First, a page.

This ‘now what’ question is one that is often missed by the clinical folks out there in ‘therapy land.’ We do encourage families to pursue an evaluation when they have concerns. We generally say that any fears of getting a ‘label’ will be assuaged by the many benefits that a ‘label’ can provide. For example:
- Knowing how to help your kiddo at home
- Having a document to take to the doctor for services
- Having critical information to take to the school for services
- Getting the ‘lingo’ down so that those in ‘therapy land’ can understand where to start
Why do I say ‘therapy land’? Well, this is not like Disneyland. It is not Never-never Land either. It is a place where most families find themselves lost in a sea of services. Families often feel like a little tugboat in a turbulent storm as they try to understand ‘what’s next’ for their child.
It is well documented that families go through a unique emotional journey after diagnosis.
Relief: The most immediate and common theme is that of relief! Parents say, “Well, now I know what it is so I know what I can do! I just want to help my child however I can to live her best possible life.’ They feel a big sigh of relief as they realize that what they knew for some time was challenging and different, has a name. It has a name and some prescribed programs that can help.
Bargaining: As with the well-known grief models, many parents have a strong inclination to wish and hope that there is something they can do to make this diagnosis either not there or make it quickly go away.
Disorientation: There is a well-known parent who wrote a piece about the experience of adjusting your expectations for your child’s future and for your own as a parent. The parent described how it was like planning a trip to Hawaii. You have packed and planned for your trip. You board the plane and then you discover you landed in Paris. It’s a new language, a new culture, and an unexpected turn of events. It’s not necessarily an unwelcome event, just a different one.
Anger: There are two common anger themes that families experience. One is toward all the people who did not warn them. There’s anger at the pediatrician, the school, family members, neighbors, and friends. Parents often feel they have been asking for years and no one told them.
Why are parents SO mad? This anger is totally understandable, and it’s the very reason that we started this company. Parents shouldn’t have to journey down this road alone with no advice or direction. It pains me to no end to hear this literally almost every time I talk to a family, “I asked my pediatrician, my school, and my friends who are therapists, and no one told me.” Parents might add that they implored people to help, even begged them to help, and no one did. No one wanted to say the ‘A’ (autism) word or the ‘D’ word (disability). In our line of work, we generally find that these terms are not to be feared. They can be so very important to getting access to much needed services in the community and at school.
More anger: The other kind of anger we hear often is with the schools. There are concerns that the school could have done something. That the professionals could have alerted them to a child’s needs and challenges. There can be denial of services, resistance to help, discipline that is inappropriate given a child’s needs, teachers that don’t understand, teachers that made it worse, and more. Of the articles I have read on this, I can say this is a two-fold challenge.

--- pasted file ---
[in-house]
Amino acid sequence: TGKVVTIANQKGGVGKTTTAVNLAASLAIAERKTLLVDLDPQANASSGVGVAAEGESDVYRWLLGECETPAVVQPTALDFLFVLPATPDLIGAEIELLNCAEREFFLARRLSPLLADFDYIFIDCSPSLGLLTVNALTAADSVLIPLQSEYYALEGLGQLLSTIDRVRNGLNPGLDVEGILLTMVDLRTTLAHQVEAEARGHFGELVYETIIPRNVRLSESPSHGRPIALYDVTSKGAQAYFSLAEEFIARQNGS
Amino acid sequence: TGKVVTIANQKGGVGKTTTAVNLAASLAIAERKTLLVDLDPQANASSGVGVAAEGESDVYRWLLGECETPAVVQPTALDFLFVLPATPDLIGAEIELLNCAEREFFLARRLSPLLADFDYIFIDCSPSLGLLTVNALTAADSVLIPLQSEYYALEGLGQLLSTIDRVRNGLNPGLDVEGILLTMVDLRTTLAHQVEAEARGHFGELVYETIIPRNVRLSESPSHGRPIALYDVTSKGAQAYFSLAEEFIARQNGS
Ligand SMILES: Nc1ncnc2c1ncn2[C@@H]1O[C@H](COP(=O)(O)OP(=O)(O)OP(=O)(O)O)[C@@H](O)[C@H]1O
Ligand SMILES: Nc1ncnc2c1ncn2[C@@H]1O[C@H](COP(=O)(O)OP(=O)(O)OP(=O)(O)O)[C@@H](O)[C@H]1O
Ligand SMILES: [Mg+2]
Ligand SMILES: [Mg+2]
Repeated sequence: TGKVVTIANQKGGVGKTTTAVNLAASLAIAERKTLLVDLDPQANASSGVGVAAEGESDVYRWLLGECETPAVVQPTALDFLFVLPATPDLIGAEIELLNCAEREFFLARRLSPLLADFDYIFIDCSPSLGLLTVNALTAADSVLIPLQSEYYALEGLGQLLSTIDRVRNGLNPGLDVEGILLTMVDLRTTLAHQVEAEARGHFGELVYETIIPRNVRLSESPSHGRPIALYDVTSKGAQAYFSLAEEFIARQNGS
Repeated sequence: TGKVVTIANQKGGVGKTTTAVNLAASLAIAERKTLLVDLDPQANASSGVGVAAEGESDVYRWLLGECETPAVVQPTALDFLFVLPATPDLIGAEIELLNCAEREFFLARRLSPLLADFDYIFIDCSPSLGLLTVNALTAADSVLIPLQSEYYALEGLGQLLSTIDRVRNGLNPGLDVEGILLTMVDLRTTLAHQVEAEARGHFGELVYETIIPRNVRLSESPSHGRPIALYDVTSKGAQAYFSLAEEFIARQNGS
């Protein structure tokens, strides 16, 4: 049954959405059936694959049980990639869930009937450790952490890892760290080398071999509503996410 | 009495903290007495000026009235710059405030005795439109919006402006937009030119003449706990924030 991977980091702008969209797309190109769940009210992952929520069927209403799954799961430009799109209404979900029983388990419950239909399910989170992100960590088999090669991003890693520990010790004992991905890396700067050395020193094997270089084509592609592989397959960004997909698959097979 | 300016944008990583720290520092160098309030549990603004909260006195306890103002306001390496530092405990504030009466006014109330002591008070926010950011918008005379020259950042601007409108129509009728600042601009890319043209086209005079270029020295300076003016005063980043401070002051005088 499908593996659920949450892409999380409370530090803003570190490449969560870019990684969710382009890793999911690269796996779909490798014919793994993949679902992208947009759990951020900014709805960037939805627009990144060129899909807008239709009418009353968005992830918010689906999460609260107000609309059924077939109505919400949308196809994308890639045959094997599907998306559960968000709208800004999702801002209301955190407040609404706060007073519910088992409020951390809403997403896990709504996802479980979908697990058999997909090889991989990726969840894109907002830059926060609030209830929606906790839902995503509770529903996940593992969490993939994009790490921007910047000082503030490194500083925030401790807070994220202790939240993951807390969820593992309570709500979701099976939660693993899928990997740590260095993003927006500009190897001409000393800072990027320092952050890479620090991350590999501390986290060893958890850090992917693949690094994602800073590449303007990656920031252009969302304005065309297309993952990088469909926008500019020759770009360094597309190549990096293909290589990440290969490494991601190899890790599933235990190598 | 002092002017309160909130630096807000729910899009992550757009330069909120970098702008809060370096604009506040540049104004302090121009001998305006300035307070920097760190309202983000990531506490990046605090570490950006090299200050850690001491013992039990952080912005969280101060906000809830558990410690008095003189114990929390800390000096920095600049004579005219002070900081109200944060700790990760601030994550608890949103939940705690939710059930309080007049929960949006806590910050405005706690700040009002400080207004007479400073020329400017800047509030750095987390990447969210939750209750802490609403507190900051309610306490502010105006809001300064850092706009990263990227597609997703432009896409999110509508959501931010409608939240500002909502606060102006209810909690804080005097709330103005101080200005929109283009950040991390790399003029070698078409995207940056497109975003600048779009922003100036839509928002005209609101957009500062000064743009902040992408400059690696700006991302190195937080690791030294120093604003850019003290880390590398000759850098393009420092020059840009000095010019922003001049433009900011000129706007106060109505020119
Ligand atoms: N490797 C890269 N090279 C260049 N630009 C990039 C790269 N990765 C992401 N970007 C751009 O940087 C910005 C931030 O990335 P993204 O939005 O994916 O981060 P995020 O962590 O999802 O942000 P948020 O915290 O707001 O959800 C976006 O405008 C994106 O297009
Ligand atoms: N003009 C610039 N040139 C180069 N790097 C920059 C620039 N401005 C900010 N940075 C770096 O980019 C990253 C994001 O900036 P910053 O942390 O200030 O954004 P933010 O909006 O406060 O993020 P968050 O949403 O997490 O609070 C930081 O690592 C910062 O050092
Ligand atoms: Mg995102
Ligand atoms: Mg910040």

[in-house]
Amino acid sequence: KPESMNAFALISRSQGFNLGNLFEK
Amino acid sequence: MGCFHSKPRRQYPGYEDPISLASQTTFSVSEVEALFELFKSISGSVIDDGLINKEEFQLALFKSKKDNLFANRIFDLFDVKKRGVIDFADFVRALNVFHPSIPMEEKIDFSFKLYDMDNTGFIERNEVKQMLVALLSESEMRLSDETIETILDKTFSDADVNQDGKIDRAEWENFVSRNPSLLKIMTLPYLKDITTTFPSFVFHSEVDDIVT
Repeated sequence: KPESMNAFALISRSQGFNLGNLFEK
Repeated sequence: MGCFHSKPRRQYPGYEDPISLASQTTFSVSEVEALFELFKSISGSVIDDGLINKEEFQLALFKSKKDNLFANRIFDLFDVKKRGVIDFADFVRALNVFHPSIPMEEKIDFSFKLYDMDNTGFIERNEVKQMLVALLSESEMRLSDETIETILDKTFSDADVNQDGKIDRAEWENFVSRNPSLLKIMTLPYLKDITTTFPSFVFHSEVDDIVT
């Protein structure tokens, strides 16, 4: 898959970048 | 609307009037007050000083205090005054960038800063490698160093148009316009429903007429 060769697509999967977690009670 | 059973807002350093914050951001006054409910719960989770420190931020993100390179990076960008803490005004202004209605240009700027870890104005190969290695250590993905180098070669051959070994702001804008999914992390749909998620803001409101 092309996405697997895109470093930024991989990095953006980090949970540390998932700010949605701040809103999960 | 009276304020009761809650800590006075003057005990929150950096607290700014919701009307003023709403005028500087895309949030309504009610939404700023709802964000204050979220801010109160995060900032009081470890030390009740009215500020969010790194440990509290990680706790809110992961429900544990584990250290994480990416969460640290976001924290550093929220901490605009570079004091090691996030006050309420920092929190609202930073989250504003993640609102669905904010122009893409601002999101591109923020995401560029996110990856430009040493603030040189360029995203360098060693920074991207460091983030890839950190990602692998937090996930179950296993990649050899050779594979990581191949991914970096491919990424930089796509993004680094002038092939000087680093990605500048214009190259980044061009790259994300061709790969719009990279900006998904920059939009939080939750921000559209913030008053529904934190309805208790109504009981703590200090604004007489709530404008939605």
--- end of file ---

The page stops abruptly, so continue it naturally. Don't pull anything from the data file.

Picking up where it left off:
1) Yes, many schools do make massive missteps and in that case, you will have to advocate to get help for your child.
2) All the research points to the fact that you want to work to forgive these missteps and be a collaborative partner with the school as soon as humanly possible. The best way to move forward in my experience is to focus every conversation on ‘student success.’ That is what we are all here to do. We are all good and caring people who are here to help this child. The sooner we can work together, the better things can go.
Denial & Conflict: Just like with any other grief process, parents often find themselves saying, “I can’t believe it.” Sometimes, this is due to the shock and surprise that this is happening in their family. Sometimes, they are uncertain that the diagnosis fits their child well. Other times, it could be that parents are worried that a diagnosis will change their child. There can be family conflict that arises when one parent really embraces the diagnosis and wants to move forward with the services, and the other parent is more hesitant to accept the diagnosis or anything that follows.
So, what does all this mean for you, if you are or have been grieving a diagnosis?
The parental grief process is COMPLETELY NORMAL. You are not alone.
If you need it, seek support for yourself. Some parents initiate mental health services for a period to work through these challenges. Maybe some marital therapy is needed to help your family adapt to this ‘new normal’ and create some structures at home. Maybe it’s just that you and your spouse need a little more time spent together without the kids to talk this all through and support each other. Many families find that an ABA parent consultation can be helpful to sort out these challenging days in your home.
Taken together, please know that WE GET IT. This is hard. We can also offer you this…your child, regardless of age, thanks you for this journey. They probably won’t tell you, but they tell us all the time. Please know that as rocky as this path is, you are doing right by your child, forging ahead as an advocate and a supporter. Your work really matters.
And in all things, you rock. You’ve got this. We’re here for you.
Dr. Marcy Willard